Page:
When the pandemic finally reached us, my small hospital with limited resources and beds was packed for weeks on end with a flood of very sick people. On some days, we had nowhere to put patients and nowhere to send them, because other hospitals were also full. I remember frantically communicating with EMT drivers who crisscrossed Michigan for hours trying to find a hospital with an unoccupied bed.
Then vaccines were authorized for emergency use. My hospital set up community clinics. Our health department offered — and still offers — drive-through vaccinations at fairgrounds and farmers markets. Our community partners, from schools to food banks, spread the word: Get vaccinated. Protect yourself. Protect your loved ones.
Yet our regional vaccination rate is discouraging, with only half of the population fully vaccinated. One predictor of vaccine refusal is Fox News viewership, which is heavily Republican and conservative. Indeed, Fox News is lurching increasingly to the right to win back the Trump voters it has lost to upstart right-wing outlets like Newsmax and One America News Network. Fox hosts’ current line on Covid-19 and vaccines includes wrongly equating vaccine outreach efforts with forced vaccinations and accusing community campaigns — also wrongly — of harvesting private medical information.
Community groups within our conservative stronghold thought they could buck the Fox News narrative and persuade reluctant Republicans to get vaccinated.
Still, community groups within our conservative stronghold thought they could buck the Fox News narrative and persuade reluctant Republicans to get vaccinated. They recruited local Republican leaders to encourage their supporters to get their shots. But instead of getting more people vaccinated, these public servants got death threats. Mask requirements at my hospital used to set people off. Now, vaccinations are triggering shouting matches.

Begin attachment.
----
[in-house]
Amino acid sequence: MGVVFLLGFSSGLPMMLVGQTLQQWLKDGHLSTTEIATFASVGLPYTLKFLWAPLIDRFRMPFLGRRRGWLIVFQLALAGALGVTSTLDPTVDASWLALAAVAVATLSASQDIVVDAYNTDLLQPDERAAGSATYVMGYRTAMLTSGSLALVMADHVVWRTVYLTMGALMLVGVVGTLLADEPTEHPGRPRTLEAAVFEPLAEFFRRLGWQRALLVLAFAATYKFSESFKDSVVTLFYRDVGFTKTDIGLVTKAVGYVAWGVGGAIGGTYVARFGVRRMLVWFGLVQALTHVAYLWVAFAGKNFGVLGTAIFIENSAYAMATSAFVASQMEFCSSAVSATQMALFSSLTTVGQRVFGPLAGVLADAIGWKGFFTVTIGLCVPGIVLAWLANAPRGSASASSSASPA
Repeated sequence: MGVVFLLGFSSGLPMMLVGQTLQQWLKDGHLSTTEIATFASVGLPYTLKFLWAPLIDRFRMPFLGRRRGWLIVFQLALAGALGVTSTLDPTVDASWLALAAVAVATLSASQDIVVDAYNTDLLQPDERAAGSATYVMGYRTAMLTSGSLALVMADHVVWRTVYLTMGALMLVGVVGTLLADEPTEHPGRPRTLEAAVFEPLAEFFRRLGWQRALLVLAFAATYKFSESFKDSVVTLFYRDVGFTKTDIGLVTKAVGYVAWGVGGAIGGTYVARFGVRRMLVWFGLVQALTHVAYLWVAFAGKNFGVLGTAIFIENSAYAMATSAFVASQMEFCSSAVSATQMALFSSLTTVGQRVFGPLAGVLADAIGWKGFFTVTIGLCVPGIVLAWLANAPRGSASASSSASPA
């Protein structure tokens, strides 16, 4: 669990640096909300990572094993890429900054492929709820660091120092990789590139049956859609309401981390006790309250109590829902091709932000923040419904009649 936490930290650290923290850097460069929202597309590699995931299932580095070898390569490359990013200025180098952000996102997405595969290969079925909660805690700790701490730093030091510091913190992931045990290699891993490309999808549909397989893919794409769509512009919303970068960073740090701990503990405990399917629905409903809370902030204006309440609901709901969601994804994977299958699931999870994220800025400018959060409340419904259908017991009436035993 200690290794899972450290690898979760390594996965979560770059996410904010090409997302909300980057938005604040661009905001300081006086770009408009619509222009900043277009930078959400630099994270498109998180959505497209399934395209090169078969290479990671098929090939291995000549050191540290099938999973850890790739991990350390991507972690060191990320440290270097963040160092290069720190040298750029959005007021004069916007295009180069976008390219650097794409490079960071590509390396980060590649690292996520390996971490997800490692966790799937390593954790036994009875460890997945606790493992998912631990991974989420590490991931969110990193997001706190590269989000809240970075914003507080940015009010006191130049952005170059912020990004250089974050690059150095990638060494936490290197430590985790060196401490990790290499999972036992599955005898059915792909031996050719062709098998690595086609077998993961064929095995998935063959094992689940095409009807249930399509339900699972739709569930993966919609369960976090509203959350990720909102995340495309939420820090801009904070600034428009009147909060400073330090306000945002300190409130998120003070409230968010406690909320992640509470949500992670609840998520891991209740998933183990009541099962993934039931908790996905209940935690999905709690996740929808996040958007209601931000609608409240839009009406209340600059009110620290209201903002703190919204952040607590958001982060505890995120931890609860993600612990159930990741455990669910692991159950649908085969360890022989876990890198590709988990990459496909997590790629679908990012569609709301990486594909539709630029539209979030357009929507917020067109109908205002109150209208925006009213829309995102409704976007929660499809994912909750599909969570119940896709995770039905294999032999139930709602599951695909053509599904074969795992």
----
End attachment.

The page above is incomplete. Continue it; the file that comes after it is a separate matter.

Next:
What’s truly tragic is that the disinformation my patients and their families hear from their favorite commentators and pundits is dangerously, life-threateningly wrong. They should listen to their family doctors for medical advice, not Sean Hannity — whom researchers have connected to higher infection rates — or Tucker Carlson, who suggested with zero evidence that Covid-19 vaccines don’t work.
My community’s low vaccination rate comes as more contagious variants circulate and spread among people. Communities that aren’t protected against Covid-19 allow the pathogen to stick around and adapt, potentially mutating to evade vaccines. The coronavirus hasn’t gone away. The pandemic is still with us and still deadly: In my health district, the mortality rate from Covid-19 is still around 1.7 percent, many times deadlier than the flu.
In a few months, summer will end, school will resume and life will return indoors, where Covid-19 can easily spread — again — especially among unprotected people.
Time is not on our side. We must do what science and evidence tell us demonstrably work to defeat Covid-19: Wear a mask, get vaccinated and stop watching Fox News.